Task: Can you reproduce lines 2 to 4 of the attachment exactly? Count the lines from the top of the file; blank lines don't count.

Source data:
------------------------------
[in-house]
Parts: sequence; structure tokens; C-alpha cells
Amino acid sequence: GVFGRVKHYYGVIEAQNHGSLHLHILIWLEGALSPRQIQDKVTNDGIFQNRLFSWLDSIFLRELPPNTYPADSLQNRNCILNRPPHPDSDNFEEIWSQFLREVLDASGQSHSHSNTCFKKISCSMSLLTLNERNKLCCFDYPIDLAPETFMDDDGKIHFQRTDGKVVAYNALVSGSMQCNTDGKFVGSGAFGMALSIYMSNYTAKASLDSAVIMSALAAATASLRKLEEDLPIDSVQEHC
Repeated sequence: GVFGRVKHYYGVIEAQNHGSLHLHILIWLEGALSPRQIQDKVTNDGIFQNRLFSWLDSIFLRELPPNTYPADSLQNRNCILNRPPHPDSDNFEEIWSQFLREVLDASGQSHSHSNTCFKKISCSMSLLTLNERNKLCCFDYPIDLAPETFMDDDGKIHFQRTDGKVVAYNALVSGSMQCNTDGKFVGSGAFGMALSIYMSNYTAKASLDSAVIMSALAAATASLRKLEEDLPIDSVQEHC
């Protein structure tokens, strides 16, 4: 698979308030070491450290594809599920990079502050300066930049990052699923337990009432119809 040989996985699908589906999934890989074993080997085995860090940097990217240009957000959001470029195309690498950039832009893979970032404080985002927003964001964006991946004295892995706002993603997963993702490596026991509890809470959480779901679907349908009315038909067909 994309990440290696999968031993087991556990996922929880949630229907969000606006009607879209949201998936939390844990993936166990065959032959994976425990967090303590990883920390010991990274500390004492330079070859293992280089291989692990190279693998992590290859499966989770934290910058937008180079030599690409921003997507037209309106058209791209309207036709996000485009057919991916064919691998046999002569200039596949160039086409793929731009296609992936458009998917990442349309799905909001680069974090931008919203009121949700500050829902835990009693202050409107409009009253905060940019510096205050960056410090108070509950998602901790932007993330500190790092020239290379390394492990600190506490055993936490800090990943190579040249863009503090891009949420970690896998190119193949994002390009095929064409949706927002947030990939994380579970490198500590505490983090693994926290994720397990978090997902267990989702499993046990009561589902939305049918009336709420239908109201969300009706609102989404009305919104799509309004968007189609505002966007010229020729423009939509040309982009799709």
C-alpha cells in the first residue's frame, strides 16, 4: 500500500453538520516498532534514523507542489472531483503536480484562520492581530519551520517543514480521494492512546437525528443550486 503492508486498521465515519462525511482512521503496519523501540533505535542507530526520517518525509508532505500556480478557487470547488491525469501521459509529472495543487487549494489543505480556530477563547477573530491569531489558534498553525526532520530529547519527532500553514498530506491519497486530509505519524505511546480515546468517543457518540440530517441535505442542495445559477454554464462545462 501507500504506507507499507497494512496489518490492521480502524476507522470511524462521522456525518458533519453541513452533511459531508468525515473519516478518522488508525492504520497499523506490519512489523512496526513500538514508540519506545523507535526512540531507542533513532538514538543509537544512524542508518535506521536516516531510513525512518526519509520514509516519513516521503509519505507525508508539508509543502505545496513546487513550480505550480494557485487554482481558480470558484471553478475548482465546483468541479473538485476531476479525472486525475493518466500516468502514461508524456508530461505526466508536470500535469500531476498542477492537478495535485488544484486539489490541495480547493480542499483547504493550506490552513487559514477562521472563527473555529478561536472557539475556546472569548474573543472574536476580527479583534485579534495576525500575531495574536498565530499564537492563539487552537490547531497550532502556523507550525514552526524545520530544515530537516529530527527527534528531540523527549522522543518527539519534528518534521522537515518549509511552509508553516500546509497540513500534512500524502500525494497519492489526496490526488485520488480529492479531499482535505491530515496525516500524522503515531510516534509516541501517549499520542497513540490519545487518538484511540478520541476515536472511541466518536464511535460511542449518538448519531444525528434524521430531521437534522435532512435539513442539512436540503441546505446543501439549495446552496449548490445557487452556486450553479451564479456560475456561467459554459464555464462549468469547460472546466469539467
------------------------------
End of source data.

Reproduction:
Parts: sequence; structure tokens; C-alpha cells
Amino acid sequence: GVFGRVKHYYGVIEAQNHGSLHLHILIWLEGALSPRQIQDKVTNDGIFQNRLFSWLDSIFLRELPPNTYPADSLQNRNCILNRPPHPDSDNFEEIWSQFLREVLDASGQSHSHSNTCFKKISCSMSLLTLNERNKLCCFDYPIDLAPETFMDDDGKIHFQRTDGKVVAYNALVSGSMQCNTDGKFVGSGAFGMALSIYMSNYTAKASLDSAVIMSALAAATASLRKLEEDLPIDSVQEHC
Repeated sequence: GVFGRVKHYYGVIEAQNHGSLHLHILIWLEGALSPRQIQDKVTNDGIFQNRLFSWLDSIFLRELPPNTYPADSLQNRNCILNRPPHPDSDNFEEIWSQFLREVLDASGQSHSHSNTCFKKISCSMSLLTLNERNKLCCFDYPIDLAPETFMDDDGKIHFQRTDGKVVAYNALVSGSMQCNTDGKFVGSGAFGMALSIYMSNYTAKASLDSAVIMSALAAATASLRKLEEDLPIDSVQEHC